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Papua New Guinea: satellite images reveal scale of landslide as thousands more told to evacuate

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Satellite images have revealed the scale of Friday's devastating landslide in Papua New Guinea, as thousands more residents were told to evacuate as fears grow that a second landslide is looming.

The images show the huge damage inflicted on a village in the remote province of Enga, which PNG's National Disaster Centre said buried an estimated 2,000 people. The satellite pictures show mountains of debris covering buildings and blocking roads, which officials have said is hampering relief efforts.

Relief teams have been trickling into the difficult-to-access northern region since Friday, though officials said the odds of finding survivors were slim.

"The landslide area is very unstable. When we're up there, we're regularly hearing big explosions where the mountain is, there is still rocks and debris coming down," Enga province disaster committee chairperson Sandis Tsaka told Reuters.

"The landslide is still active, as people are digging through the rocks, more is still coming down."

A state of emergency has been declared across the disaster zone and a neighbouring area, with a combined population of between 4,500 and 8,000, although not all have been ordered to evacuate yet, Tsaka said.

Before and after satellite image of a landslide in Papua New Guinea.

International aid organisations said they were are working to send food, water and evacuation shelters to the region, but are facing challenges due to the remote location.

"This is an incredibly inaccessible part of Papua New Guinea and it's a really challenging process for everyone involved," Australia's Pacific minister, Pat Conroy, said, as Canberra promised to send technical experts and $2.5m in initial aid.

"I'm advised access can only be achieved through helicopters, so the search and recovery efforts are very, very, challenging," he told ABC News Breakfast on Tuesday.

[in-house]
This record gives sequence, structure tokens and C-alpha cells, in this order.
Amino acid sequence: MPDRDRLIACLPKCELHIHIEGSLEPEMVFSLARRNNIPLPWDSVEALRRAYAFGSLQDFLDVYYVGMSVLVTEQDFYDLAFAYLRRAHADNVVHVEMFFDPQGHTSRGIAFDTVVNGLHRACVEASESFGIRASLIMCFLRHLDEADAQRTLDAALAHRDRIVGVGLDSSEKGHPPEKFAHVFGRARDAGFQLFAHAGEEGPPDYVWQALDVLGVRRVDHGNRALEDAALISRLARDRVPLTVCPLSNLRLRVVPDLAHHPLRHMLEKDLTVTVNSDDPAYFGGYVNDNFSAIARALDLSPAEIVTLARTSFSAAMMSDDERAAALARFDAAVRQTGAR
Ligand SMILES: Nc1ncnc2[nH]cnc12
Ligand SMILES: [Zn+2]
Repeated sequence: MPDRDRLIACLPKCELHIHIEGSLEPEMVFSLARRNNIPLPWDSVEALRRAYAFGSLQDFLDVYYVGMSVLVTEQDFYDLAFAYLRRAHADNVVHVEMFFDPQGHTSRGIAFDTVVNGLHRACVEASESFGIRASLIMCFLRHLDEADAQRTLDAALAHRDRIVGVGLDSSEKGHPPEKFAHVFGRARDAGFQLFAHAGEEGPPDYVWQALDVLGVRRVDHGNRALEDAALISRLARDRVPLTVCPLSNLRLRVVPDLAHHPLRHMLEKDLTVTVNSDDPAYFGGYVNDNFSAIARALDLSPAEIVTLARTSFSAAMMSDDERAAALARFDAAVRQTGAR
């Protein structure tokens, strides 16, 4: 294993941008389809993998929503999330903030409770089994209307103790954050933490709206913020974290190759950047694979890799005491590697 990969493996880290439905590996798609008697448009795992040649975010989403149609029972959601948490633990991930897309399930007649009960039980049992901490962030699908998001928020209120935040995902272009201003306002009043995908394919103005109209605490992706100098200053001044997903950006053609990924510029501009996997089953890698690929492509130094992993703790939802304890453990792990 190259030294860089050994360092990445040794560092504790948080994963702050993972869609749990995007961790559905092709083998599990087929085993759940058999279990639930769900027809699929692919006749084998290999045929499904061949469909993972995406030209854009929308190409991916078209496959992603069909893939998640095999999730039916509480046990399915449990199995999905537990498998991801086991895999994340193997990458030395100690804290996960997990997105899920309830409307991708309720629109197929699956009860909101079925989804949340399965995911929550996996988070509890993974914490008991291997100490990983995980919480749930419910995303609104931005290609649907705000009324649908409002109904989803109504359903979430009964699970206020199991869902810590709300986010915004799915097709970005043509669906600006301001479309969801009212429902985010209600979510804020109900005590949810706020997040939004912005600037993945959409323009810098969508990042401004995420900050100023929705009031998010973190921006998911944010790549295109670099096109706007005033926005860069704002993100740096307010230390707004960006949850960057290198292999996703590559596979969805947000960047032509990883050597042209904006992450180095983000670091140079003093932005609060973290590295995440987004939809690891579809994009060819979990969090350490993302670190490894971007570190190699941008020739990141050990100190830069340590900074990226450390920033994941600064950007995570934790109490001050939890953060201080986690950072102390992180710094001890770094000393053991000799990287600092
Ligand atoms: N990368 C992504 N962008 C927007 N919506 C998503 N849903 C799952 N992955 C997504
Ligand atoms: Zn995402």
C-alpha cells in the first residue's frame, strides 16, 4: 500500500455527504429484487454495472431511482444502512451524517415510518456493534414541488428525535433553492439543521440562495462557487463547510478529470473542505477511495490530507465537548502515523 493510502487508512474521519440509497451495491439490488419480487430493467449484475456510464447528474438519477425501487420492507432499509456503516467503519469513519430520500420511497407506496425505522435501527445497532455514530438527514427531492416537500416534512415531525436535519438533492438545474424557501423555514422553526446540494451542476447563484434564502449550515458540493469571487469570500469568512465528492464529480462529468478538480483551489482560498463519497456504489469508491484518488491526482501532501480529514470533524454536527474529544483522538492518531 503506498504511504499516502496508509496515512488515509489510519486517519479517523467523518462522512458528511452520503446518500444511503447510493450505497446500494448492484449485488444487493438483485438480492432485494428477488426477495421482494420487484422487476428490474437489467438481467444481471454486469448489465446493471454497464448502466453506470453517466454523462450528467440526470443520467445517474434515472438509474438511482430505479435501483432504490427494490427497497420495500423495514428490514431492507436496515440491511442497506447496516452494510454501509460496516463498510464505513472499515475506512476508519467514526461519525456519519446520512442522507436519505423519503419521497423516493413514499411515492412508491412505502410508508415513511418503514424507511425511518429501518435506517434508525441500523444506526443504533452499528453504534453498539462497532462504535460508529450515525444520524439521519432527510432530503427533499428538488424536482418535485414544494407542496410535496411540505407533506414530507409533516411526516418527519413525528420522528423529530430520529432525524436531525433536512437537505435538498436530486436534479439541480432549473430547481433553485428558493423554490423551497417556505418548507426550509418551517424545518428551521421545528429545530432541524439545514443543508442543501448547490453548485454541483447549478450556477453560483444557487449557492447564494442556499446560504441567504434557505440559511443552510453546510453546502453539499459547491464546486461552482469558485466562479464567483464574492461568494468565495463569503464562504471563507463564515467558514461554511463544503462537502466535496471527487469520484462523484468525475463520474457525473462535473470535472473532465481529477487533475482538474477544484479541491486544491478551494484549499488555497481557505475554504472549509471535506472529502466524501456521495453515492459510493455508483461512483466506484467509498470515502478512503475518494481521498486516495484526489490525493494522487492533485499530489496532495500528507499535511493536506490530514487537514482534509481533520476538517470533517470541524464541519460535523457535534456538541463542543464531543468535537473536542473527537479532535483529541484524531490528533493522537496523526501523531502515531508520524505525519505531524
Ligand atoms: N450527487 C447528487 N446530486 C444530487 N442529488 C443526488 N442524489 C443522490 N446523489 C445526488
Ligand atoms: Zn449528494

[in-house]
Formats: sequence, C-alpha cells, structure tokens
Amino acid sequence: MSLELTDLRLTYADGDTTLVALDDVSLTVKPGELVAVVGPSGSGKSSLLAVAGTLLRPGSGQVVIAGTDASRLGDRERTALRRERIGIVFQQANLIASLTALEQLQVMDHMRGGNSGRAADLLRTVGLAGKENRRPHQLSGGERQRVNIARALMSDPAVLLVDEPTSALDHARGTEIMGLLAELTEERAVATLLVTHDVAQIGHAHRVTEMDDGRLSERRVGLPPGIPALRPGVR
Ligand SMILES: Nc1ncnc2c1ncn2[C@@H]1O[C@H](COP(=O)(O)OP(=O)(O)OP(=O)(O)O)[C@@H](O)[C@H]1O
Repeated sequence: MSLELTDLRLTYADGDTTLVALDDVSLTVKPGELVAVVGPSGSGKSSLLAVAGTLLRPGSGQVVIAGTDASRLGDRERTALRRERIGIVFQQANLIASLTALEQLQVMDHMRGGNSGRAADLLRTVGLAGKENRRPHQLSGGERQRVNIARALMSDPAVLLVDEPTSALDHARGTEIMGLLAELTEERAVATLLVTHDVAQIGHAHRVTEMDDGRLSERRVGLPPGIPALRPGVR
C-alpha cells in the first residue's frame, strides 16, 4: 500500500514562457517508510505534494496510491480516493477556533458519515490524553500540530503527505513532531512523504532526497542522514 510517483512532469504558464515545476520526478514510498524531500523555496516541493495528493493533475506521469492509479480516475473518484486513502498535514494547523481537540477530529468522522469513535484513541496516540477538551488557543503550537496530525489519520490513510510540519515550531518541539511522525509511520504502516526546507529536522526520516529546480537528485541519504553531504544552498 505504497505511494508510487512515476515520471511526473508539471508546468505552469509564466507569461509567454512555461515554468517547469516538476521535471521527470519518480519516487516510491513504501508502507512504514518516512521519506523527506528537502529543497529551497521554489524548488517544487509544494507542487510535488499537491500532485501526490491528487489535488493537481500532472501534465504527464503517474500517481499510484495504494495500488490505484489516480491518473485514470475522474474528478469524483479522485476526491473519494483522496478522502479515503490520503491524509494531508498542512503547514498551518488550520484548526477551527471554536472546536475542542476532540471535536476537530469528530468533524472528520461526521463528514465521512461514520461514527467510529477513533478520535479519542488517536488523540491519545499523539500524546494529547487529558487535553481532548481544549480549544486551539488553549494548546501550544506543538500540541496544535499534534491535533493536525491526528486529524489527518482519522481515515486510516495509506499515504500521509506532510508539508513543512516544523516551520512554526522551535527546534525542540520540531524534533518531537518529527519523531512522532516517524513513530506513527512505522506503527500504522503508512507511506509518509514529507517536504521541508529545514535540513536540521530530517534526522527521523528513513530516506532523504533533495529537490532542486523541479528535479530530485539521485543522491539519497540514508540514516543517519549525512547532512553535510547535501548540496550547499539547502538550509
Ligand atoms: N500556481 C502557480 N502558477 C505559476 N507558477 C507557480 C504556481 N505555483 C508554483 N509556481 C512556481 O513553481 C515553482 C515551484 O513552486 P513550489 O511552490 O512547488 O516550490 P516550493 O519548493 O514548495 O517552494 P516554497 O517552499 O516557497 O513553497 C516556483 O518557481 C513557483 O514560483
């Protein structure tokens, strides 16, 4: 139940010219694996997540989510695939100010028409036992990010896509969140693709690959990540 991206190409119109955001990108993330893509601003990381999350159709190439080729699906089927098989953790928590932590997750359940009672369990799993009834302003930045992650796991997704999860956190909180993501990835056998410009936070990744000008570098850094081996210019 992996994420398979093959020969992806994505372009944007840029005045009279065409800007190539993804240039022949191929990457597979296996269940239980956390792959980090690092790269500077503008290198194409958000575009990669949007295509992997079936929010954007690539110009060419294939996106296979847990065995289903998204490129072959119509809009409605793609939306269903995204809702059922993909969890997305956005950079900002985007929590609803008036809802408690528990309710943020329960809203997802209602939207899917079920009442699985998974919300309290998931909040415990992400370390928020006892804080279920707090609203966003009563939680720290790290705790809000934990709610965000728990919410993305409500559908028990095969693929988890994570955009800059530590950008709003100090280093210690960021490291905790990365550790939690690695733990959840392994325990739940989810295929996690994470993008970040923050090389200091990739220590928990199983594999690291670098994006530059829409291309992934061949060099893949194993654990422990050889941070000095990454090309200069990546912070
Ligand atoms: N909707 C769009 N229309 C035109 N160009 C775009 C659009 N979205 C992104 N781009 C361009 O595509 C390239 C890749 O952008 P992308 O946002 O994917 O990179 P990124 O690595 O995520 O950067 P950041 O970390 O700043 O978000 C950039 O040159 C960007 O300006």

Conroy described the situation as "incredibly grim", adding that the true extent of the disaster wasn't yet known.

The head of the International Organisation for Migration in PNG, Serhan Aktoprak, said conditions on the ground were hampering rescue and aid efforts. Rocks were still falling from the mountain, soil was cracking and water was flowing under the debris, he said.

Survivors have been hesitant to allow heavy machinery to be used in rescue efforts, because they do not want the bodies of their relatives harmed, said Aktoprak.

"We're just hoping that in the remaining short window of time we have, we can at least contribute to the relief efforts in saving some more lives," Aktoprak said. "But unfortunately, [time] is not on our side."

Local residents have said they fear that the economic impact caused by the destruction of infrastructure like roads, could compound the effects of the disaster.

Before and after satellite image of a landslide in Papua New Guinea.

"The landslide hit our community hard. This road is our lifeline, our connection to the outside world for trade and supplies, and now it's gone," said Oscar Fredrick, a resident from the Tumundan Maup checkpoint.

Many of the small farms and food gardens that sustain the population were destroyed, as well as much of the local livestock. Three streams that residents rely on for drinking water were also buried by the landslide.

"Prices will skyrocket, essentials like fuel will become scarce," another local resident said, saying that they fear a secondary, longer-term impact from the disaster. "We need our government to step in, to rebuild not just the road but our lives."

People in Papua New Guinea dig through mud and debris after huge landslide - video

Aktoprak said an estimated 6,000 people have been affected by the disaster so far. If survivors end up moving to urban areas, "this will trigger additional economic and social problems".

PNG's minister for defence, Dr Billy Joseph said the government was committed to rebuilding communities and bolstering disaster preparedness. "Our primary focus is on continuing relief and recovery exercises," he said.

The Australian Associated Press and the Associated Press contributed to this report

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